That is not the case, Jared said.

“This is not helping kids to do homework. I teach the concept and they learn it differently,” Jared said. “Every student’s problem is they don’t understand the teacher. I start with concepts and then the problems get harder and harder.  I call it the ‘master key’ method.  So then they have the basics.”

The three paid tutoring services noted the primary problem students face with the course is the pace.

“In class, we didn’t do many problems, it was just lectures and expecting us to figure it out,” Kanazawa said.

“In AP Physics B we go from zero to the end of first-year university physics, and we do it in eight months,” Dowling said.  “That’s going to be tough however you look at it.”

Cordell Haynes, coordinator of the tutoring service Scholars in Progress, believes that the unfamiliarity of the material is what pushes many students to seek extra help.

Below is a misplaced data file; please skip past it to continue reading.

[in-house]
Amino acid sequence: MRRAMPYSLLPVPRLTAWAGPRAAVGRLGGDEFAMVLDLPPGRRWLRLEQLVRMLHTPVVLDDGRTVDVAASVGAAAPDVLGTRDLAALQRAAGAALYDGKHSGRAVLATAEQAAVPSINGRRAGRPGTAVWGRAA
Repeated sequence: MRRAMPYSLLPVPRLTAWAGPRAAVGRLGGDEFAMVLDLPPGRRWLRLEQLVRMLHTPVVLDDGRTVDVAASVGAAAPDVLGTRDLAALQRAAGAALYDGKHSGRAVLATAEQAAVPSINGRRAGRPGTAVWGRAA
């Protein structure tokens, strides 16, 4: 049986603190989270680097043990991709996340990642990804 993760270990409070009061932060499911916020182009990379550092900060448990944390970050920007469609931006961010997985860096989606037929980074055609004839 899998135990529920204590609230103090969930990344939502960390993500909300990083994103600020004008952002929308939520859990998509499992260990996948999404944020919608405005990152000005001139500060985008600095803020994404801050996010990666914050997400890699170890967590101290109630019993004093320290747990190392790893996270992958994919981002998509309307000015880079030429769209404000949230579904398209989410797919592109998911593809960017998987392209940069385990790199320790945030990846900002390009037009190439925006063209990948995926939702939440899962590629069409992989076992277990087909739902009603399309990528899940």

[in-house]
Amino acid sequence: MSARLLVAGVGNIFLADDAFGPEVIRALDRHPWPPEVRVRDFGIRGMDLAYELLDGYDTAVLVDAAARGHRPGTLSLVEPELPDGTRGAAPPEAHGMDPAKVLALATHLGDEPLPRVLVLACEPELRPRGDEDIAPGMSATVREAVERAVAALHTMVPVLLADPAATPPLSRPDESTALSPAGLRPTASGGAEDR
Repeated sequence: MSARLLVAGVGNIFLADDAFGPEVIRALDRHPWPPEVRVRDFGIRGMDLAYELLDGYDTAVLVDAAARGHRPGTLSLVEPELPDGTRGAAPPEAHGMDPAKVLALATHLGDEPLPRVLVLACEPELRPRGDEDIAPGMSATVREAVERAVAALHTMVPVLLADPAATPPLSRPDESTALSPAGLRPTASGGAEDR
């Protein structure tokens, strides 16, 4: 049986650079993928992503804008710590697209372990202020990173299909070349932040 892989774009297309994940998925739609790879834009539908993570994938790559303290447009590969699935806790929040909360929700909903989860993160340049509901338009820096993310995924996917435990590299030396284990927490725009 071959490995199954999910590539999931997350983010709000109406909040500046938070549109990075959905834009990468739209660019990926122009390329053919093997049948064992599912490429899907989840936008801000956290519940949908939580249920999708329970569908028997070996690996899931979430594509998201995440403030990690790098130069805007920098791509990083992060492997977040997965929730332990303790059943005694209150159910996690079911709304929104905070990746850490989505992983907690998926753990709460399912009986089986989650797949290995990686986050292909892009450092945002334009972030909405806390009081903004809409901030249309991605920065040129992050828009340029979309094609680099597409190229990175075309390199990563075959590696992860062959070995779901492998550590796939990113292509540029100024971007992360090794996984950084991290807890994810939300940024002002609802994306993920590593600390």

“Students haven’t experienced something that abstract before,” Haynes said. “Typically [we tutor] a student who has never had tutoring before.”
Haynes did not say that success depends on having a tutor, but more on the student’s schedule. 

“The time one devotes to AP Physics B is, I think, about equivalent to two AP history courses,” Haynes said.  “Plus, the typical AP Physics B student is taking more APs than just that one.”

Despite the popularity of tutoring, some students find they are able to tackle the material on their own.

“I learn best by just figuring it out on my own,” Lizzie Barcay ’07 said.  “Everyone has a different way of processing information. It’s not like kids who are being tutored are working any less hard.”

Dowling believes students who sign up for the course should be able to learn the material on their own in order to challenge themselves.

“Many students find AP Physics B the hardest course they’ve ever done, and I think that’s great,” Dowling said.  “Wouldn’t it be boring if you could only enroll in easy courses?”

*name withheld on request